A photo like this hides no secrets. The modeling is laid bare and one can see it with an objective eye. The thing that screams at me is the threads of CA residue clinging to the lower rung of the ladder on the left. It’s funny how I didn’t even see them at the bench.
I know the air hose is at a wonky angle. This car has a cushioned underframe and when the rest of that and the coupler is installed, there is another bracket that will put the hose where it needs to go. That’s the hope anyway. The long hose consists of two Protocraft hollow tubing air hoses with a length of 0.033″ wire inserted in them. The wire helps me shape them as needed and holds that shape when bent. The pipe union in the middle is an exposed section of that wire with three “nuts” made from 0.060″ hexagonal profile strips from Plastruct. I wafered off several pieces and drilled a #66 hole in the best three. I slipped them over the wire and secured with liquid CA. The glad hands and angle cock are also Protocraft castings. For now the hose is a press fit on the angle cock and can be shifted or removed if needed. To mount the angle cocks I drilled a shallow hole on the end and CA’d them to the existing train line. That was fun! (And beginner’s luck.)
The support bracket looks impossible but it wasn’t that bad. I hand drilled two holes to pass a length of 0.015″ wire through that mimics a U-bolt. I left the small wire extra long for soldering, then snipped the excess away. I soldered it after the bracket was glued to the car body with gel CA. Such lightweight material only requires a quick touch for the solder to flow nicely. Yes, the U-bolt is crooked but I’m leaving well enough alone.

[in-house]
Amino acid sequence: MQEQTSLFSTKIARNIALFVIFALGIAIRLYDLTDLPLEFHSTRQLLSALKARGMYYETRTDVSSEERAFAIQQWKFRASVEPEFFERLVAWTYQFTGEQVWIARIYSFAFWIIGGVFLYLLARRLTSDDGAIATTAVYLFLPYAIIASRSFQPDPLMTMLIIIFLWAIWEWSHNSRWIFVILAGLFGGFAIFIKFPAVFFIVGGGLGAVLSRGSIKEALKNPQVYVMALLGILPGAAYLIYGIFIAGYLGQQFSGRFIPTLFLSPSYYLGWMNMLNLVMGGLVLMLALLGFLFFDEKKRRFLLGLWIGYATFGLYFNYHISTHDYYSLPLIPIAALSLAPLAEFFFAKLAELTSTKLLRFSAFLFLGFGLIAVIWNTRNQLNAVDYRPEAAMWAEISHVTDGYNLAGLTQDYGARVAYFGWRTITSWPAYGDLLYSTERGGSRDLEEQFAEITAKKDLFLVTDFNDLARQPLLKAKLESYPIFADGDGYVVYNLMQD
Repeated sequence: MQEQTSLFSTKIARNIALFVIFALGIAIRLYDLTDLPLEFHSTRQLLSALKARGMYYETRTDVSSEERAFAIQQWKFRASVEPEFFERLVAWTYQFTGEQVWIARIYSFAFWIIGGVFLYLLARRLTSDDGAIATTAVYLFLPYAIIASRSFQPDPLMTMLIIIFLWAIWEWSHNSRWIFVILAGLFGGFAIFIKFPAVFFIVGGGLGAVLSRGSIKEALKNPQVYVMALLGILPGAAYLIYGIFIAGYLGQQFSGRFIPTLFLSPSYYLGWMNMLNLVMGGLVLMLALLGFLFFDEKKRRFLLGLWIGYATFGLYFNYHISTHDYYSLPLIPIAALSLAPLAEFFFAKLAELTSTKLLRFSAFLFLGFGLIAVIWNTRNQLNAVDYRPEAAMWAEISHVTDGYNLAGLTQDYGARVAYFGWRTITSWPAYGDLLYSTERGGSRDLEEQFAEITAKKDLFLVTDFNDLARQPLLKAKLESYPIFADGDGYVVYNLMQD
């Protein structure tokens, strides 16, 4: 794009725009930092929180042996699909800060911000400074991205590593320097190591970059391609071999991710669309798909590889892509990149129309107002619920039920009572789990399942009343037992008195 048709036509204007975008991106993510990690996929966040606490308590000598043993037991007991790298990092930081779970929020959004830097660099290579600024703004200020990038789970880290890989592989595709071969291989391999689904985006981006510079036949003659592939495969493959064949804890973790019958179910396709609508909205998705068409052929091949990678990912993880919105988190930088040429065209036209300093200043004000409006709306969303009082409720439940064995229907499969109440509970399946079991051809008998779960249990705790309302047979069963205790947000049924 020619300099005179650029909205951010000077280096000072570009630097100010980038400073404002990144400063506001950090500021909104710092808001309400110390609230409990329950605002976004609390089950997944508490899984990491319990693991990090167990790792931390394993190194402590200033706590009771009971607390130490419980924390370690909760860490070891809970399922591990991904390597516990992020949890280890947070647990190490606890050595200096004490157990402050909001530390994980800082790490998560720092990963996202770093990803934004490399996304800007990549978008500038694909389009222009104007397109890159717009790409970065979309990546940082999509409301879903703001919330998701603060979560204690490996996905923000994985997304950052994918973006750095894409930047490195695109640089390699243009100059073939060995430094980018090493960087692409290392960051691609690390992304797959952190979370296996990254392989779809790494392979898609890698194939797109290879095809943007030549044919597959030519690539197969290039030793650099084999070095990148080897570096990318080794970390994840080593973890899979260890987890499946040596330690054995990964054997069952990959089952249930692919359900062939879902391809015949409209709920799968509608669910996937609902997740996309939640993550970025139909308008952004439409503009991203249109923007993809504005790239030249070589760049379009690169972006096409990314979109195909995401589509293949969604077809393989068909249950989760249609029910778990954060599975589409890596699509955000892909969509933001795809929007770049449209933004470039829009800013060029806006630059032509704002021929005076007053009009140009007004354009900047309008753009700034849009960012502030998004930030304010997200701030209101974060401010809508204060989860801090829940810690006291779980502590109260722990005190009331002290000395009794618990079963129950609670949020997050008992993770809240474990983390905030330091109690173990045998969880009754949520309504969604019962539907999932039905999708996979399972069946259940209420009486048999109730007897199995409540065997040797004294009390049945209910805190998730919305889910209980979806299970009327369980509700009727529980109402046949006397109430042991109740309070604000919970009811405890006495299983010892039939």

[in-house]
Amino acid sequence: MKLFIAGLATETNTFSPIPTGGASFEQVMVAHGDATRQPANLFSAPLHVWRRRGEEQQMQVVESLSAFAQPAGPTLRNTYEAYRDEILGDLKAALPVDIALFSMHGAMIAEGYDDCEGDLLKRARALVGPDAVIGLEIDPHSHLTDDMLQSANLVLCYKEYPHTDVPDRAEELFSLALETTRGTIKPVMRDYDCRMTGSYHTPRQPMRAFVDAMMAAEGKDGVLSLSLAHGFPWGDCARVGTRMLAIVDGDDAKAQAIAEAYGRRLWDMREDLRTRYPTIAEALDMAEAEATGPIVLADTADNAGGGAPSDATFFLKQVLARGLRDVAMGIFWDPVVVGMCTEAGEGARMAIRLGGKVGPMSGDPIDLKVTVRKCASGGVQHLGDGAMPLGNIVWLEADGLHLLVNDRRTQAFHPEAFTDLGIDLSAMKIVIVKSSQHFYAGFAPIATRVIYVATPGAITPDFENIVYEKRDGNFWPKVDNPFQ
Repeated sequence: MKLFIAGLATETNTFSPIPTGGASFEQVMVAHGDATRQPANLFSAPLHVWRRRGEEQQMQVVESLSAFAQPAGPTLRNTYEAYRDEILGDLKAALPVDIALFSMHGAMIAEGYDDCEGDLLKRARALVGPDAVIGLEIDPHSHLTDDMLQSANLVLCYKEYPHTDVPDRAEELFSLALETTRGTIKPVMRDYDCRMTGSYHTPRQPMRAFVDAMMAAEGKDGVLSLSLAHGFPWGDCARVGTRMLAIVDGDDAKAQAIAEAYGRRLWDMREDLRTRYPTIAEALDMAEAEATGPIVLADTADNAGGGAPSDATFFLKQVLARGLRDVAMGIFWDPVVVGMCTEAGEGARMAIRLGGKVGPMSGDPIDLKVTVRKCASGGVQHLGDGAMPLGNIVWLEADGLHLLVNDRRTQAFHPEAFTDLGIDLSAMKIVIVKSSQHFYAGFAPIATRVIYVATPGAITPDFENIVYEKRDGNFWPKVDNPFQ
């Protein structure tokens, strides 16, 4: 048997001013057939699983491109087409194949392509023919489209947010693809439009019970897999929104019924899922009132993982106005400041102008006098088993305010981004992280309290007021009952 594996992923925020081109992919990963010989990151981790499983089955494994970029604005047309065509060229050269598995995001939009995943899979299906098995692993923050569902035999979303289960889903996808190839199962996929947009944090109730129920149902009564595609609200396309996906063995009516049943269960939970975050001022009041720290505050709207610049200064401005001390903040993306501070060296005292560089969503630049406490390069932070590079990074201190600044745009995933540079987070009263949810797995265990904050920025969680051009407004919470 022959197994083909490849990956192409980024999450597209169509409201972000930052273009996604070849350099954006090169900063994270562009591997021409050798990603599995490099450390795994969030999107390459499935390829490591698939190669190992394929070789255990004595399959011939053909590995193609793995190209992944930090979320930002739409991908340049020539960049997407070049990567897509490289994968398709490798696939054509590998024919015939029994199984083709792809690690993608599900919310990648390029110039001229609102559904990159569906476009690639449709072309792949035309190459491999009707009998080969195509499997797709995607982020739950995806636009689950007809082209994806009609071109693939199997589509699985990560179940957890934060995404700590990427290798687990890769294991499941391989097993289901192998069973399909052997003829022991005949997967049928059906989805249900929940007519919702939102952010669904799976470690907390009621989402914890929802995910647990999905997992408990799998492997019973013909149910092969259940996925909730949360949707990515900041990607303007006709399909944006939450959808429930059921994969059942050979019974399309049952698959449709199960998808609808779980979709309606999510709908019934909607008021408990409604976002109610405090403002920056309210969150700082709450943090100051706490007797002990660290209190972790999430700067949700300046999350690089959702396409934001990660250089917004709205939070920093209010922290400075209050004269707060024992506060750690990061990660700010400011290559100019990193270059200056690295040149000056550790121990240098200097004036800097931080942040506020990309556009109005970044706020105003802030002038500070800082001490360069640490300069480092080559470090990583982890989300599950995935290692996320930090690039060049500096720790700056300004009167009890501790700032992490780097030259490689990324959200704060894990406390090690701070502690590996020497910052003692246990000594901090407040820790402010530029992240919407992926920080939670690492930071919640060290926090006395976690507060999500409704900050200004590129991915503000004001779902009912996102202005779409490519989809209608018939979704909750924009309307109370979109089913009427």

I don’t mean to sound so cavalier about rendering these things. Truthfully, they were a pain in the anatomy. I had to redo the ladders and make three (or was it four) attempts before I was satisfied with them. As for the bracket and other air line details, I spent an entire work session on them and had to redo things at least twice.
I’m pushing my limits with details like these. They are more delicate and more complicated than anything I’ve ever attempted. The work is rough in spots, too many things are crooked and wonky and there’s too much CA here and there. It’s a beginner’s effort in many ways but this is how one learns and, despite the headaches and do-overs, I’m having a blast with this build.
“I’m pushing my limits with details like these.”
And it shows in the excellent results you’re achieving – good for you! The car is looking incredible. Thanks for sharing your journey through this project with us, Mike… very inspirational!
Thank you Trevor. It’s amazing what you can do when you just make up your mind to try.
Good point about the CA. A lazy modeller would leave it, on the basis that it would be “enhanced” by weathering. In reality, it will spoil the paint finish, of course.
This is fascinating stuff. Thank you for sharing with us – and please continue!
Yes, it will ruin the quality of the paint, weathering not withstanding. I scraped it off before quitting for the day. Looks much better.
Keep pushing Mike, makes for great reading 🙂 I really enjoy these intricate challenges
Thank you Alan. I ask everyone to sign their posts even when using your own name. It’s a courtesy to everyone. (Welcome to the club. You’re not the first and this makes you an official member of the blog now!) 😉
I really enjoy following along on this thread. It still really feels just like being there at the workbench.
I like the focus on making each of the components as much as the presentation of a complete sub-assembly. It really reinforces the richness of the detail here.
Thank you for taking the time to share each of these steps with us. I appreciate it.